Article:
Chicago Cubs President of Baseball Operations Theo Epstein spoke on a wide range of topics yesterday, all of which are worth a little attention. You can read his comments here, here, here, here, and here, among other places. I’ll give you a slice here, but if you want it all, you should do some reading.
Epstein’s comments and relevant thoughts/reactions/etc. …
- Moves could still happen before the Trade Deadline, but only if the Cubs feel like they’re getting back some value. Epstein cautioned that things like continuity and leadership matter when making these decisions, and implied that they could trump the value of a trade, particularly for complementary-type players. In other words – I take it – sometimes it’s more valuable to the organization to hold onto a good clubhouse guy than to get a very small return. I suspect we saw a fair bit of that last year at the deadline, and we could see it again this year. But the bar is lower when the guy is an impending free agent, and when the possible financial savings are factored in as well.
- Jorge Soler is “on a mission,” having told the Cubs that he was going to show them something when he came off the DL. He’s done that in spades, and the Cubs felt like pitchers simply stopped challenging him at AA, and it was time to move up. Epstein reiterated that a number of scouts had the wrong idea about Soler because of the Arizona Fall League, where Soler had been instructed by the Cubs to take it easy on his still-healing leg (stress fracture) – those scouts saw Soler jogging on the bases, and walking out to the outfield, and misinterpreted that as a make-up issue. It wasn’t. Although Epstein wouldn’t confirm Soler could be called up in September, he did concede that being on the 40-man roster (which Soler is) can make things a little easier. Speaking of the importance of the 40-man roster and promotion decisions …
- Some quotes via Sahadev Sharma on the 40-man roster and the offseason, because it’s a topic we frequently raise here, and it’s nice to see Epstein putting it to words: “If a player is already on the 40 or has to be added to the roster this winter to be protected from the Rule 5 draft, it just makes it a lot easier to call him up than if you have to prematurely add a player to the 40-man just for September. Sometimes that makes roster management in the winter very, very difficult …. Because of the 40-man issues, you have to factor in what a player might get out of a call-up versus what it means for the organization as a whole not being able to add a player in the winter because of 40-man issues.” Many times I’ve pointed out the difficulty in gobbling up a 40-man spot all Winter by calling someone up in September for a few weeks of action, but I’ve never actually heard an executive say it. Instead, it was just one of those things I expected to be true, because you could see every single offseason how tricky managing the 40-man becomes in November/December/January, between free agent signings, trades, and the Rule 5 Draft. Those spots are precious, and if you can possibly wait to add a guy until April or May, it might be worth waiting for that reason, alone (unless a player’s development absolutely commands otherwise). Good to hear Epstein laying it out, if for no other reason than I now feel justified for having hung my hat on it so many times before.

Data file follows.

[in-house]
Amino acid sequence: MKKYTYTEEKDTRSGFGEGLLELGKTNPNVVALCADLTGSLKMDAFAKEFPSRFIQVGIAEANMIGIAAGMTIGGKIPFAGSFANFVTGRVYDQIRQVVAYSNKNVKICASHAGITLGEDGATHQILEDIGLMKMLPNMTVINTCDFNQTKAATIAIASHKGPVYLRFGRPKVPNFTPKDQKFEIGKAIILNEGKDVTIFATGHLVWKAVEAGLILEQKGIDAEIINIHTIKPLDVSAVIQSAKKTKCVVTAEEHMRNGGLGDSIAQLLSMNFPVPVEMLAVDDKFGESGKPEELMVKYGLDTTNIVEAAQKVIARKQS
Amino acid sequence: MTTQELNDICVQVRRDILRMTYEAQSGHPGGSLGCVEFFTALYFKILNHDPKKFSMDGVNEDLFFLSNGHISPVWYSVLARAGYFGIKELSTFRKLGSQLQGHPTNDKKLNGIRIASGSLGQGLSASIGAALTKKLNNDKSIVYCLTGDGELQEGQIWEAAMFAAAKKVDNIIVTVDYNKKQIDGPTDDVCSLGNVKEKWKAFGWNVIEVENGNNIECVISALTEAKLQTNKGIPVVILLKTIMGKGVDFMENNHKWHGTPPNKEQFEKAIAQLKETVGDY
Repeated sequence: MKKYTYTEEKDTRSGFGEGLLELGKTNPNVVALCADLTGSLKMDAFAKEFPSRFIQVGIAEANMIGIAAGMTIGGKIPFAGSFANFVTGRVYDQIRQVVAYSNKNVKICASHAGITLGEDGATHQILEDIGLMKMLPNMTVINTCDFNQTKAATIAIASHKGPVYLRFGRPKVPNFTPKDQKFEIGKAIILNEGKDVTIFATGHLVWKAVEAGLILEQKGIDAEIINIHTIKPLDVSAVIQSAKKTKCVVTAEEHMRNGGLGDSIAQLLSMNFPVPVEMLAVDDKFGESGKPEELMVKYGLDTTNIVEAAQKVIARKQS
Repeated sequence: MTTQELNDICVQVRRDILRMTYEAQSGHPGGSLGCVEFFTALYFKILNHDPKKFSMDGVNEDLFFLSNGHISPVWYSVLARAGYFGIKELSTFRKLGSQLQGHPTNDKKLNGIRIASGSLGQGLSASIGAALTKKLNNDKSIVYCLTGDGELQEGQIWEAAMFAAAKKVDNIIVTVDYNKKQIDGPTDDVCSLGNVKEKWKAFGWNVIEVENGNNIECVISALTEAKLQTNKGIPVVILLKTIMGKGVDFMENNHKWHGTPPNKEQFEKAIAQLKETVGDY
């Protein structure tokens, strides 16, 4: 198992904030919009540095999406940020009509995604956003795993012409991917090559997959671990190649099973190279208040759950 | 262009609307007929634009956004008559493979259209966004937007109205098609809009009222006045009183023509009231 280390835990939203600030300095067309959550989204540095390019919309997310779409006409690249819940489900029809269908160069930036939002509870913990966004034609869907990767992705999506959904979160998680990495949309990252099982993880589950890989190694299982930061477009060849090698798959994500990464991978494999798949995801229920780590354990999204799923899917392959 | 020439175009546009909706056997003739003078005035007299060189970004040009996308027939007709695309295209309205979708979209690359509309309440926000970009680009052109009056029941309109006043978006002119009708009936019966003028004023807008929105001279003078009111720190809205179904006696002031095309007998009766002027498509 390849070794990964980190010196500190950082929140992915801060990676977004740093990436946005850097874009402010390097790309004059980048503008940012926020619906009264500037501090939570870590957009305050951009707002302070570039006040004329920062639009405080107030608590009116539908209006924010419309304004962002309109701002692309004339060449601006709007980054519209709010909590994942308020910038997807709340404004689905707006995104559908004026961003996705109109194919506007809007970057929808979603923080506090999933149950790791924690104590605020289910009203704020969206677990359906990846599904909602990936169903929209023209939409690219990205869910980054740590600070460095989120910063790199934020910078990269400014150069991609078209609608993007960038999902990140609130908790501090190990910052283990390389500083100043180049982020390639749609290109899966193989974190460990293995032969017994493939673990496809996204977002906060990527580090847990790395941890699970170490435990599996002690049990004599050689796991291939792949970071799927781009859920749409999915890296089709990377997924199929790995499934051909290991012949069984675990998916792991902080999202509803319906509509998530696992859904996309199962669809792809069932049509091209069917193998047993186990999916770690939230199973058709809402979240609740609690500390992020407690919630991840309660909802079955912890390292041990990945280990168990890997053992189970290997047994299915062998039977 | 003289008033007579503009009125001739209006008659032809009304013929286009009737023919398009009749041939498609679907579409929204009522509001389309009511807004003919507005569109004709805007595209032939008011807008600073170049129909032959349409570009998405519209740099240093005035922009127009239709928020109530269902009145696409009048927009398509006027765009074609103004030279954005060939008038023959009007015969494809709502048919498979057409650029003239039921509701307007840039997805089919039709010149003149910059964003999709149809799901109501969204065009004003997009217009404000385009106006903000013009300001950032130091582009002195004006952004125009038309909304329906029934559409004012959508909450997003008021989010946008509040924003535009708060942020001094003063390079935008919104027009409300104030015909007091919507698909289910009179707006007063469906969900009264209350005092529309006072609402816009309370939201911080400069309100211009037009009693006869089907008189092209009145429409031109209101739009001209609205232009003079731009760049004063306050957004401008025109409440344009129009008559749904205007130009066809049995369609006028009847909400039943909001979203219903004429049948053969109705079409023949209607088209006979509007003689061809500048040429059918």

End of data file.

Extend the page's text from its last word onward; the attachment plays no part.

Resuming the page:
- The Cubs worked with Albert Almora on focusing on pitches he could drive, rather than just hitting everything because he could. It was a struggle and an adjustment process – and it doesn’t always lead to walks – but Almora really started to drive the ball in the last month. The promotion to AA is aggressive, but the Cubs feel like Almora is a guy who is ready for that challenge, and who plays up to the level of his competition. My take? It could be a tough month for Almora, but it’s all in the name of development. Almora’s contact skills are incredible, but they can work against him – rather than waiting for a drivable pitch, he can hit just about anything (which can result in weak contact). He’d made the adjustment at High-A, and now it’s time to work on it against even better pitchers. At first, that might be a struggle. But then he can head into the offseason with a clear idea of what’s ahead, and I could see a huge year for him at AA next year.
- Speaking on prospects, generally, Epstein is happy that outsiders view the Cubs’ system as strong, because it’s a credit to the organization’s scouting and player development. But he’s not looking for any accolades about where the Cubs’ farm system is ranked, because, in his words, the Cubs haven’t actually done anything yet. They are merely in a good position to do some things, which is totally correct. Epstein once again mentioned the two currencies of baseball – impactful young players and money – and said he hopes the Cubs will now have them. The Cubs are very likely to have the young, impact talent (they’ve still got to prove it in the bigs or be converted as trade assets), and will have a lot of money to spend this offseason if they want, even without a meaningful increase in payroll.
- (Epstein also spoke about the Competitive Balance Lottery, but I’ll be writing on that separately later.)